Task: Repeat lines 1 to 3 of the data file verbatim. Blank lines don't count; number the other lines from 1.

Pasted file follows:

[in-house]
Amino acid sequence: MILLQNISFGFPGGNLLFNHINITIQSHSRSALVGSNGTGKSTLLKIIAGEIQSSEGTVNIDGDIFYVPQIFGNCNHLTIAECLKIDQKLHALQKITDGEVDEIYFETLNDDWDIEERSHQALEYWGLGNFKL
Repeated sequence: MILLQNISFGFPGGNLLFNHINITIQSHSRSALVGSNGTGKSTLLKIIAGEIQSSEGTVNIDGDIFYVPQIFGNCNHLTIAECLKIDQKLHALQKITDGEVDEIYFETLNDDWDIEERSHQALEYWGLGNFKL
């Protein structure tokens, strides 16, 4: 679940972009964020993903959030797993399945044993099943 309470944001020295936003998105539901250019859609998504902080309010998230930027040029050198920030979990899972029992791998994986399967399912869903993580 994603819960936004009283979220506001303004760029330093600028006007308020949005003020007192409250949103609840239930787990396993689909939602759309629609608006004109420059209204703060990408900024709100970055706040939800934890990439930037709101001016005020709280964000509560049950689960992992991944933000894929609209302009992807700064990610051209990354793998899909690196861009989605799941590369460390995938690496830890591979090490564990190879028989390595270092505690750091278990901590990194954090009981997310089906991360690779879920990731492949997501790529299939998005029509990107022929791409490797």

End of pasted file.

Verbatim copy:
[in-house]
Amino acid sequence: MILLQNISFGFPGGNLLFNHINITIQSHSRSALVGSNGTGKSTLLKIIAGEIQSSEGTVNIDGDIFYVPQIFGNCNHLTIAECLKIDQKLHALQKITDGEVDEIYFETLNDDWDIEERSHQALEYWGLGNFKL
Repeated sequence: MILLQNISFGFPGGNLLFNHINITIQSHSRSALVGSNGTGKSTLLKIIAGEIQSSEGTVNIDGDIFYVPQIFGNCNHLTIAECLKIDQKLHALQKITDGEVDEIYFETLNDDWDIEERSHQALEYWGLGNFKL